Thursday, 8 January 2015

An Unusual Name

Many years ago, when I first discovered my ancestors Ethelbert John Buss and his daughter Elfrida Mary Buss, I was very surprised by their unusual names.
Ethelbert John Buss was born in Bury St Edmunds, Suffolk, the son of James Buss and Anne Hill, on 15 January 1802.  Unlike most of his siblings, Ethelbert John was baptised as an infant, in August 1802, in Bury.
When he was about 10 years old, Ethelbert John’s family returned to London.  His parents had moved from London to Suffolk around 1800.
While Ethelbert John Buss should be quite a unique name to research, it seems that Ethelbert used his middle name and he appears in some records as John Buss.  Ethelbert had a brother John (John Gowing Buss), so I wonder if this caused any confusion in the family?  Another layer of confusion is that Buss is often miss-transcribed, often appearing in indexes as Bass, but also with other misspellings.
By trade, Ethelbert John was a bookbinder. I have not found him in lists of bookbinders from the 19th Century so I assume he worked for someone else.  The 1841 census says J bookbinder (I think), so my guess is that he was a journeyman rather than a master.  One possibility that needs further investigation is whether he worked for George Buss, who was a bookbinder in London at the right time.  I don’t know of a connection but the shared surname is intriguing and Buss is not a common surname.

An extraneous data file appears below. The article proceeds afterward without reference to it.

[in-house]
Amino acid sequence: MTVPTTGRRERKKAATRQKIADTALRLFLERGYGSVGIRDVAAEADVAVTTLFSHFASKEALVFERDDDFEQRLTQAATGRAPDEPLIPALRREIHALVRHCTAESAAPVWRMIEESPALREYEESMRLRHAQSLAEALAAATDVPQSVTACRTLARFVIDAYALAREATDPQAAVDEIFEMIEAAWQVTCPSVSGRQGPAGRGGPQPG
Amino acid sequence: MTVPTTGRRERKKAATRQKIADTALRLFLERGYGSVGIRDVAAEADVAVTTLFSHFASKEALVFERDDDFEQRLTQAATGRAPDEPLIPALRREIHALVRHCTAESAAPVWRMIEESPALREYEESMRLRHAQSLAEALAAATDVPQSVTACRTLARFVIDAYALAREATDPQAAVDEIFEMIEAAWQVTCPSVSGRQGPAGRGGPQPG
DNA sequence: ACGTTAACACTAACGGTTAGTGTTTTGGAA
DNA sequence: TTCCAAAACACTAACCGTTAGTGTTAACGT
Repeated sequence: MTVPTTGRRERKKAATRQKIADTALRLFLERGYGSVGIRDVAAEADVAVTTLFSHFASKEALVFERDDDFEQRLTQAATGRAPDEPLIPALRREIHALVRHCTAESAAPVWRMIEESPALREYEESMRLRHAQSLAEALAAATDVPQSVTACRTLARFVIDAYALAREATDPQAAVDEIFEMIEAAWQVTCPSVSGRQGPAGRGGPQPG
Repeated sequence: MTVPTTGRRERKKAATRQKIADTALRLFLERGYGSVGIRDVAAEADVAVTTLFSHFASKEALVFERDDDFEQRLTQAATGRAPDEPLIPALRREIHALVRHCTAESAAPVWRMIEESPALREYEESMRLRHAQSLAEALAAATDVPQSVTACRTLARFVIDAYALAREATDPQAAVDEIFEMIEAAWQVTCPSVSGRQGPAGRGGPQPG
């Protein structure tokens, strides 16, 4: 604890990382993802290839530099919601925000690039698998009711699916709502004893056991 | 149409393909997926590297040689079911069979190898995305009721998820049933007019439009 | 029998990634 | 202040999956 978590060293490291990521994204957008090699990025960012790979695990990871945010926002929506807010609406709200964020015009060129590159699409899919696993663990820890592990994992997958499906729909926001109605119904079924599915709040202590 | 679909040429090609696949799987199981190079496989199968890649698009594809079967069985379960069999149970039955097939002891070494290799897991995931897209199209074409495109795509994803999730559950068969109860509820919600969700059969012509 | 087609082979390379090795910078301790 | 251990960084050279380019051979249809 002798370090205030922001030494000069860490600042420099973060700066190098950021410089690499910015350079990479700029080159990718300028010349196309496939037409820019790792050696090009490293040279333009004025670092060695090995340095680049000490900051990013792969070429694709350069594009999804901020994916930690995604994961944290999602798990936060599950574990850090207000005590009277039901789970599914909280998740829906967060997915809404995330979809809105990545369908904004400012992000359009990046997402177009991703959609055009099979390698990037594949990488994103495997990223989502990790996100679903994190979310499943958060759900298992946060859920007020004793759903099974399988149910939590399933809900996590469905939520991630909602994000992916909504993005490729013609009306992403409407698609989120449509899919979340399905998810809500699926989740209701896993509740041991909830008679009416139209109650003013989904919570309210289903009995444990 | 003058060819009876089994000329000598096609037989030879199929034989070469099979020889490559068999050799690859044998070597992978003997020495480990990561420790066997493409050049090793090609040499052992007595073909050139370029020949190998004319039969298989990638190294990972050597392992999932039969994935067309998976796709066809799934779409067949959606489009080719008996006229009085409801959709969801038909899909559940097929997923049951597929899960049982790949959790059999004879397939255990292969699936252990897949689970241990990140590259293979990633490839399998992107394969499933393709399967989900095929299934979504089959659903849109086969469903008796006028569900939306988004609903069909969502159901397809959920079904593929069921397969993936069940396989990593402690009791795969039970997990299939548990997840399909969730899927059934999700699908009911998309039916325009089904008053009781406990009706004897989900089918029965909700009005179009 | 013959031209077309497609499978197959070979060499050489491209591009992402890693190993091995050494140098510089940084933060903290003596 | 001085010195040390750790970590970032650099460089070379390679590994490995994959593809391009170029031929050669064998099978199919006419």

At the age of twenty, Ethelbert married a young widow, Elizabeth Austin Hart nee Bell (aged about 22).  They were married on 3 July 1822, in Christ Church, Southwark, which was destroyed in the Blitz in 1941.
Elizabeth had a son from her first marriage.  Ethelbert John and Elizabeth had at least seven more children.  Like his father, Ethelbert was somewhat slack when it came to baptising his children.  Ethelbert also followed his father’s approach to naming children and went for the unusual, including another Ethelbert John, Letitia, Charlotte Mathilda and Clara Julia.
The family lived in the East End of London around Bishopsgate.  In 1851, they lived at 27 Skinner Street, just across a park from the London Metropolitan Archives; convenient for a family history visit.
Ethelbert John did not live to an advanced age, dying in July 1857.  He was buried in Victoria Park Cemetery, which is now Meath Gardens, a park in Tower Hamlets, London; another place to add to my family history visit list.

Note on Lineage: Me > Dad > John Edward Blake > Alice Mary Elliston > George Elliston > Elfrida Mary Buss > Ethelbert John Buss